Curiosities: Why do leaves change colors in autumn?

By Eddy Montilla.


This is one of the few moments when the reverse can give you a better answer and lead you to the place you want to go faster. Then, let’s see first why most leaves are green in fall. Leaves are green during the growing season thanks to chlorophyll, a green substance that not only provides the plants with that color, but helps them grow and keeps them alive by absorbing light from the sun. We eat to live; plants do the same too, but they neither have a mouth nor can take carbohydrates from cereal, potatoes, etc., as we do. Instead, green plants use a chemical process that turns carbon dioxide and water into food (carbohydrates) by using energy coming from sunlight. This process is called photosynthesis and it would not be possible without the chlorophyll we mentioned before and, of course, sunlight.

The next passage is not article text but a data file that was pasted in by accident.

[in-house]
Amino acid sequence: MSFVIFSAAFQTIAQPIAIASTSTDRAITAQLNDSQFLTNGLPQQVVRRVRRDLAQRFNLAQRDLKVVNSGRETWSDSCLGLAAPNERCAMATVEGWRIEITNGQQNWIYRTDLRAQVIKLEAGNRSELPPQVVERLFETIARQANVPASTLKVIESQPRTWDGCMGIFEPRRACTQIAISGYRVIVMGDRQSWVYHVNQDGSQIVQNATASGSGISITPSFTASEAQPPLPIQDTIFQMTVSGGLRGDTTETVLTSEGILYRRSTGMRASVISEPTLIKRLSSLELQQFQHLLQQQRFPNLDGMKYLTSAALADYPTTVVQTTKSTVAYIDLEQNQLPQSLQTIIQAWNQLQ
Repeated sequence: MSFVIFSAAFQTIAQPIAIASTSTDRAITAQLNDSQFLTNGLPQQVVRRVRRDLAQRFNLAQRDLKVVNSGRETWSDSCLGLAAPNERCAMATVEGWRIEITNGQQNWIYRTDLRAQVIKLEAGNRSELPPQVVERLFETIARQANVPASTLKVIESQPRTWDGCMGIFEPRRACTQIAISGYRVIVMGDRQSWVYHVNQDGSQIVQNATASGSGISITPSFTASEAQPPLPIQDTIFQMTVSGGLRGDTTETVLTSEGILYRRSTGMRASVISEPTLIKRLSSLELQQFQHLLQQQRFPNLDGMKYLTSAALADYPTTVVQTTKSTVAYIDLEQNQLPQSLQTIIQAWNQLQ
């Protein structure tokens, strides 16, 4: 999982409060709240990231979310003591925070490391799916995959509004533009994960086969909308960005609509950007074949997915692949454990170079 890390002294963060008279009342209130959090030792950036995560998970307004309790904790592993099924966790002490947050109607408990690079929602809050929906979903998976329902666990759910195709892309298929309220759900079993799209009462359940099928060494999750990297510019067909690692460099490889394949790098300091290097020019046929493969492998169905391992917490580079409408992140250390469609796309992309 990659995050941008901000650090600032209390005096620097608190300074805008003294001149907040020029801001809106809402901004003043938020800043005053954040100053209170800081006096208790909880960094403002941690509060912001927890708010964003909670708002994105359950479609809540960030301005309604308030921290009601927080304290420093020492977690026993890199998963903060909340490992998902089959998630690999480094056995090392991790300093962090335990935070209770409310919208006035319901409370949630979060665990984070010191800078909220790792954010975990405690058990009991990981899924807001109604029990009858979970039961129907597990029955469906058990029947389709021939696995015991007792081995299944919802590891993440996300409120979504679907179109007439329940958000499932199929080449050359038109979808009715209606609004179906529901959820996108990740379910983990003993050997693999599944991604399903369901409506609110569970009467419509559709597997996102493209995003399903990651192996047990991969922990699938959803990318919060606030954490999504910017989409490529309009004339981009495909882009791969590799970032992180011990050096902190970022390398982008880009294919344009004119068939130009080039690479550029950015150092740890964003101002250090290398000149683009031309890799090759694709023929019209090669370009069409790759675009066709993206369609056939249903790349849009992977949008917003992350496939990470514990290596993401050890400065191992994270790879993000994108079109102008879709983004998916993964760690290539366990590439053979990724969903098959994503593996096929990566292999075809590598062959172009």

Green chlorophyll coexists with red, yellow and orange pigment molecules called carotenoids in a leaf. In autumn, because of the temperature and, especially, because of the much lower proportion of sunlight, the photosynthesis process does not continue, the green chlorophyll fails and the red, yellow and orange carotenoids emerge giving the leaves the beautiful color we enjoy in that season. Luckily, not all trees turn their green leaves into red, yellow and orange. Broad-leaved plants like those famous Canadian sugar maples or Japanese ginkgo are more sensitive to change while evergreens can protect their leaves better.

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